UX (User Experience) — Having an interface is not enough; we need intuitive and efficient user interactions. It is the age of user experience.
CX (Customer Experience) / EX (Employee Experience) / SX (Service Experience) — We need great experiences across the board, not only for the digital touch-points or isolated features.
PX (Platform Experience) / BX (Brand Experience) — We now expect the experience to be seamless and integrated across the multiple services and businesses of a company. Think about how easily you jump from each services of Google, for example.
Developing a user-centric mentality at a platform or brand level is tricky to accomplish from an organizational point of view. It forces traditional organizations to bring together and share capabilities across departments which may never have had much contact before, despite sharing the same clients.
At Societe Generale CIB we leverage on the 3 following key capabilities, shared by all:
One single sign-on for a seamless journey across different touch-points.
One design system for less cognitive load. Once you learn how to use one of our services, you’ve learned them all.
One platform (called SG Markets) with multiple services and non-linear journeys. This phenomenon is more and more visible in today’s e-Commerce. People tend to land directly on product pages now, without traveling through home pages; perhaps because they used a search engine to find the link, or picked it up from Instagram, Twitter or Facebook. After all, you wouldn’t expect to go through a Google portal landing page before accessing your YouTube or Gmail accounts.
Impact 3: New work relationships and balances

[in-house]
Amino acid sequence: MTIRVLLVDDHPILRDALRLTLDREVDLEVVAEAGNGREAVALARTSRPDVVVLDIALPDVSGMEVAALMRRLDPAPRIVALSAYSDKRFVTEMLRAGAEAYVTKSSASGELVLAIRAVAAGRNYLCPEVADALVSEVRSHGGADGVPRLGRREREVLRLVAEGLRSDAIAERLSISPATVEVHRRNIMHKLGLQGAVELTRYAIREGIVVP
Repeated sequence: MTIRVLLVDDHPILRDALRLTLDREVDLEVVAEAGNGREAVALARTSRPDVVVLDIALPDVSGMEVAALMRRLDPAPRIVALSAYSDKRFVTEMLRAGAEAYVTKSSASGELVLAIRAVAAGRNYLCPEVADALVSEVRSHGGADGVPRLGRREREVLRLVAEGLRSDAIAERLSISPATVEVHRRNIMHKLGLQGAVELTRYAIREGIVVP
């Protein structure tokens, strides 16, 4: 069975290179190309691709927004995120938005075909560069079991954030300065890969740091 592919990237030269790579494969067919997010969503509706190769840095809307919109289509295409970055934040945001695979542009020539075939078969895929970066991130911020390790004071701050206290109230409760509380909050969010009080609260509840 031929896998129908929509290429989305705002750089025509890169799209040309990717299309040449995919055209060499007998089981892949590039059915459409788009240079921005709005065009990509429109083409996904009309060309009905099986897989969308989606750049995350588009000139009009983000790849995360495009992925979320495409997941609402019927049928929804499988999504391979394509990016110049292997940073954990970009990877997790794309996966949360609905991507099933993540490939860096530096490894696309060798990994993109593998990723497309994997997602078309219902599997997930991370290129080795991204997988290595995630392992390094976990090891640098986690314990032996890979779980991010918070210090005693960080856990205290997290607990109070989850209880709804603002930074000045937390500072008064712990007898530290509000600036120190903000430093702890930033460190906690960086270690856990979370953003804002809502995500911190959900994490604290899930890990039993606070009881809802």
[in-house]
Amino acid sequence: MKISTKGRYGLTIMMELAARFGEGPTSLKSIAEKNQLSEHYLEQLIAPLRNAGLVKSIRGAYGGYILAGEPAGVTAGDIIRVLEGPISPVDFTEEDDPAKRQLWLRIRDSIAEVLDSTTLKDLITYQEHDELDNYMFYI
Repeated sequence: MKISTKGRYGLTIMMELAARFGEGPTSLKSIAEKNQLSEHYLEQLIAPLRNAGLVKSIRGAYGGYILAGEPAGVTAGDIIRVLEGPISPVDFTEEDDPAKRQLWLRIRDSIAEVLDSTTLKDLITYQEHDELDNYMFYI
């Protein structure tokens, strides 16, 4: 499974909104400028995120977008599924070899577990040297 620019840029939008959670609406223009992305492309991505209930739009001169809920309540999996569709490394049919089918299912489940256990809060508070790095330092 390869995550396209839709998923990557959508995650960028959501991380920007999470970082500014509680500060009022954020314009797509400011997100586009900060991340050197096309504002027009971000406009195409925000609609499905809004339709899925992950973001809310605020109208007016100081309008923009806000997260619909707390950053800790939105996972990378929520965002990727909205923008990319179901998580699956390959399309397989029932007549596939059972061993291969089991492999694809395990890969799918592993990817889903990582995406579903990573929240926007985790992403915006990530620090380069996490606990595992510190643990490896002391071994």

Design requires a new way of working within teams, with a focus on communication and sharing resources. To enable this at Societe Generale CIB, we reorganized our project teams to free us from traditional structures when working on user experience.
A typical project involves assembling a “Pizza Team” of 4 to 5 people from different disciplines. They do not have any hierarchical relations and you can’t group them in traditional organizational charts.
As the in-depth look on our design website explains, a team might consist of a trader in the role of product owner, a business analyst as the IT correspondent and a UX designer as the design correspondent.
Each of them has their own clear responsibilities:
Product owner — Comes from the business side. Represents the users. Makes final decisions according to the product vision.
IT correspondent — Knows the systems and architecture. Checks the available data to determine the project’s practical feasibility.
Design correspondent — Knows the design system and designs the user experience within the platform. Shares learnings from similar cases across the bank. Shares the global vision and digital transformation strategy.
I found myself explaining this model once to someone who asked: “What happens if the product owner is a Managing Director in Front Office and the IT or Design correspondents are just Analysts?”
Well… nothing actually.
This is already the case on several of our projects. Everyone has a very clear and well-defined role, and the lack of hierarchy means nobody can impose decisions on the others by, for example, demanding a colour change because they’re not personally a big fan of blue.
People that only want to talk to their “level peers” or are reluctant to communicate above their rank in our organization cannot have a human-centered approach. They’d be unable to function in our design workshops.
We are designing with, not for.
The same goes for “This is my design, don’t share it”: it is not an attitude that exists in the team. Since the Design team is transversal, we connect and onboard stakeholders across the organization, helping to share insights, and review challenges, to design and code whenever it makes sense.
This, ultimately, is how we can grow our design practice together.
Want to find out how we evolved our design practice to design for advanced users? That’s the last part of this series! Over here.